Costing around $600 million, over 50 years, the revolution brought new farming technology, increased productivity, expanded crop yields and mass fertilization to many countries throughout the world. Later it funded over $100 million dollars of plant biotechnology research and trained over four hundred scientists from Asia, Africa and Latin America. It also invested in the production of transgenic crops, including rice and maize. In 1999, the then president Gordon Conway addressed the Monsanto Company board of directors, warning of the possible social and environmental dangers of this biotechnology, and requesting them to disavow the use of so-called terminator genes; the company later complied.

In the 1990s the foundation shifted its agriculture work and emphasis to Africa; in 2006 it joined with the Bill & Melinda Gates Foundation in a $150 million effort to fight hunger in the continent through improved agricultural productivity.

The Bellagio Center

The foundation also owns and operates the Rockefeller Foundation Bellagio Center in Bellagio, Italy. The Center comprises several buildings, spread across a property, on the peninsula between lakes Como and Lecco in Northern Italy. The Center is sometimes colloquially referred to as the Villa Serbelloni. The Villa is only one of the many buildings in which residents and conference participants are housed. The property was bequeathed to the Foundation in 1959 under the presidency of Dean Rusk (who was later to become U.S. President Kennedy's secretary of state).

The Bellagio Center operates both a conference center and a residency program. The residency program is a competitive program to which scholars, artists, writers, musicians, scientists, policymakers and development professionals from around the world can apply to work on a project of their own choosing for a period of two to six weeks.

Family involvement

Over the decades the Rockefeller family has generally distanced itself from direct involvement as trustees in the foundation's management, to maintain the foundation's independence and avoid charges of undue family influence. Family members were actively involved from the outset but later were limited to one or two representatives, such as the former president John D. Rockefeller 3rd, and then his son John D. Rockefeller, IV, who gave up the trusteeship in 1981. In 1989, David Rockefeller's daughter, Peggy Dulany, was appointed to the board for a five-year term.

In October 2006 the foundation announced that David Rockefeller, Jr. had joined the board of trustees, re-establishing the direct family link and becoming the sixth family member overall to serve on the board. This is unlike the Ford Foundation, which has permanently severed all direct links with the Ford family.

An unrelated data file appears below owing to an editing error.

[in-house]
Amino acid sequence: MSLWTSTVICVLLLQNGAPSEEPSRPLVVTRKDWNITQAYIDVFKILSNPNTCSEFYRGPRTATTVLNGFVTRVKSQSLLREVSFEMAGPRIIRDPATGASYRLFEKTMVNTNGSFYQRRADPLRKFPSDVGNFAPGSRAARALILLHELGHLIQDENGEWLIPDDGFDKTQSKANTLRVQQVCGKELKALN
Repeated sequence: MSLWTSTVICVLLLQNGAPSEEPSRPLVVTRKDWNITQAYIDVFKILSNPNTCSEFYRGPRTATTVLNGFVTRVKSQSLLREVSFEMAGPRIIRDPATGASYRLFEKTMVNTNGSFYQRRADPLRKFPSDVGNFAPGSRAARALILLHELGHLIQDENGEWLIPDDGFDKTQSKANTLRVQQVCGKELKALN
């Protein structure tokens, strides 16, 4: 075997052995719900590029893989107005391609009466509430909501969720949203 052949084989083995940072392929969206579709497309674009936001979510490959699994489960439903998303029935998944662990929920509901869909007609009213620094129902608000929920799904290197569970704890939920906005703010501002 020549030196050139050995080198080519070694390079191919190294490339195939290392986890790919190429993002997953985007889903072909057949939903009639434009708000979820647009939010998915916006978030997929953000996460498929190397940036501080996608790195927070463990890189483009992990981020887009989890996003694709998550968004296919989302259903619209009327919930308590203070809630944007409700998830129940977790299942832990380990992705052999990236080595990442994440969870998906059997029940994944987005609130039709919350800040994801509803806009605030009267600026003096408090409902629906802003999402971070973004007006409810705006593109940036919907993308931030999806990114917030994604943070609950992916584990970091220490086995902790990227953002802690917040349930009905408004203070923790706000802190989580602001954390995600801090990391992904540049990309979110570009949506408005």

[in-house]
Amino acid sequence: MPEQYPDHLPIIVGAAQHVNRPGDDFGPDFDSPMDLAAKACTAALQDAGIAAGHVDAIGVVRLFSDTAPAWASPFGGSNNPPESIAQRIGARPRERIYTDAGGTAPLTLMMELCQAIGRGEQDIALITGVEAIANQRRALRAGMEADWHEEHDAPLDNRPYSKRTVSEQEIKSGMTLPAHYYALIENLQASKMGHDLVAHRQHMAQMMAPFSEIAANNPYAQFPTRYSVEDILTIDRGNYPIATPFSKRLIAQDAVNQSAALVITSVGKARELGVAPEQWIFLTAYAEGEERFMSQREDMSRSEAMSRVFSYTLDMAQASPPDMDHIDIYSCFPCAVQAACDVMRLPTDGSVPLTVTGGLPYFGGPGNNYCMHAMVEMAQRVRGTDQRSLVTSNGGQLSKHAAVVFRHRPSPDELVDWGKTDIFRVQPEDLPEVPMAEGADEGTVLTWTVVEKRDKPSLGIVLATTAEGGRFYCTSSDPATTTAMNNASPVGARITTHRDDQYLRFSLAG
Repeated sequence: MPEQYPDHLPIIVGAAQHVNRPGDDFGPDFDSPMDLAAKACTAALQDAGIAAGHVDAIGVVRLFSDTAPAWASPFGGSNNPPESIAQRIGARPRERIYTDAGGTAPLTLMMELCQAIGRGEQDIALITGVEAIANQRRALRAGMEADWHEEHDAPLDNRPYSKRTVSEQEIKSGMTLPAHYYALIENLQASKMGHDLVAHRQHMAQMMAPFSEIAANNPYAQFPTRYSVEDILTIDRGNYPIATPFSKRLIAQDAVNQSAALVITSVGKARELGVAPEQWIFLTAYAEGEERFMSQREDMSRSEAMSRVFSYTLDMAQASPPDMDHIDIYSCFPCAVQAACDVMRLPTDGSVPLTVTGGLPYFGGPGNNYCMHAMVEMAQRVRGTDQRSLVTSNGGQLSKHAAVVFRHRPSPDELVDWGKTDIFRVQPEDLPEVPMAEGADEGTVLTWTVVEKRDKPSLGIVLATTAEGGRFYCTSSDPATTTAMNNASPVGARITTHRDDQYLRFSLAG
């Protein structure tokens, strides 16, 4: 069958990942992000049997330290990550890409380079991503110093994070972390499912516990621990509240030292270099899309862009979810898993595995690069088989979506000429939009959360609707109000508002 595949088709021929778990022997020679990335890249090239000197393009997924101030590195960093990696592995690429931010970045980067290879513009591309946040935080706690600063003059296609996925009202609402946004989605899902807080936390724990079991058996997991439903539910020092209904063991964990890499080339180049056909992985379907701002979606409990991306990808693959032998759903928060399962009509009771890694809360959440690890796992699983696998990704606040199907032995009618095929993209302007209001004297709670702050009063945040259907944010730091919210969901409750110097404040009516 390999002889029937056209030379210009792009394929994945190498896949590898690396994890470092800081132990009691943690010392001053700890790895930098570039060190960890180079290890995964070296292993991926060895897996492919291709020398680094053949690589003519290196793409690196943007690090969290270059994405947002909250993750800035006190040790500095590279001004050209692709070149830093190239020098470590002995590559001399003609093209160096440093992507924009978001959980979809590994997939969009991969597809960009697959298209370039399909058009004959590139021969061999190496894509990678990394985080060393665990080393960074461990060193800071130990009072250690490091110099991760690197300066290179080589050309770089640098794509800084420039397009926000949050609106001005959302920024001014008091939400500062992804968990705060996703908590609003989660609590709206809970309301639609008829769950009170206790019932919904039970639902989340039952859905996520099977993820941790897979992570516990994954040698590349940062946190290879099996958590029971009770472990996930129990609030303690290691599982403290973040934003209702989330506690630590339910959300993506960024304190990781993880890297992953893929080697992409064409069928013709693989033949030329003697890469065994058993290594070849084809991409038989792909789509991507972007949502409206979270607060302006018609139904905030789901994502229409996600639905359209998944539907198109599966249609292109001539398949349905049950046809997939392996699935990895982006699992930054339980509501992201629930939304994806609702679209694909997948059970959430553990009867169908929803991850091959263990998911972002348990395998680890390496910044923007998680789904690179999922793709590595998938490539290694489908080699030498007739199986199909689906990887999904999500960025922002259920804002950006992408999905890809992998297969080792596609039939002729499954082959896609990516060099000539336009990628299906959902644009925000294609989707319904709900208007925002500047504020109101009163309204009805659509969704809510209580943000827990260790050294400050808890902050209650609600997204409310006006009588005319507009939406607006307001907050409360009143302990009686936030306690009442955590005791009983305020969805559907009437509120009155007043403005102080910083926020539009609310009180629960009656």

The foundation also has traditionally held a major portion of its shares portfolio in the family's oil companies, beginning with Standard Oil and now with its corporate descendants, including Exxon Mobil.

Historical legacy

The second-oldest major philanthropic institution in America after the Carnegie Corporation, the foundation's impact on philanthropy in general has been profound. It has supported United Nations programs throughout its history, such as the recent First Global Forum On Human Development, organized by the United Nations Development Programme (UNDP) in 1999.[31957]

The early institutions it set up have served as models for current organizations: the UN's World Health Organization, set up in 1948, is modeled on the International Health Division; the U.S. Government's National Science Foundation (1950) on its approach in support of research, scholarships and institutional development; and the National Institute of Healthmarker (1950) imitated its longstanding medical programs.

Notable current trustees

Notable past trustees


  • Judith Rodin - 2005-
  • Gordon Conway - 1998-2004
  • Peter Goldmark, Jr. - 1988-1997
  • Richard Lyman - 1980-1988
  • John Knowles - 1972-1979
  • J. George Harrar - 1961-1972
  • Dean Rusk - 1952-1961
  • Chester Barnard - 1948-1952
  • Raymond Fosdick - 1936-1948
  • Max Mason - 1929-1936
  • George Vincent - 1917-1929
  • John D. Rockefeller, Jr. - 1913-1917.


  • Berman, Edward H. The Ideology of Philanthropy: The influence of the Carnegie, Ford, and Rockefeller foundations on American foreign policy, New York: State University of New York Press, 1983.
  • Brown, E. Richard, Rockefeller Medicine Men: Medicine and Capitalism in America, Berkeley: University of California Press, 1979.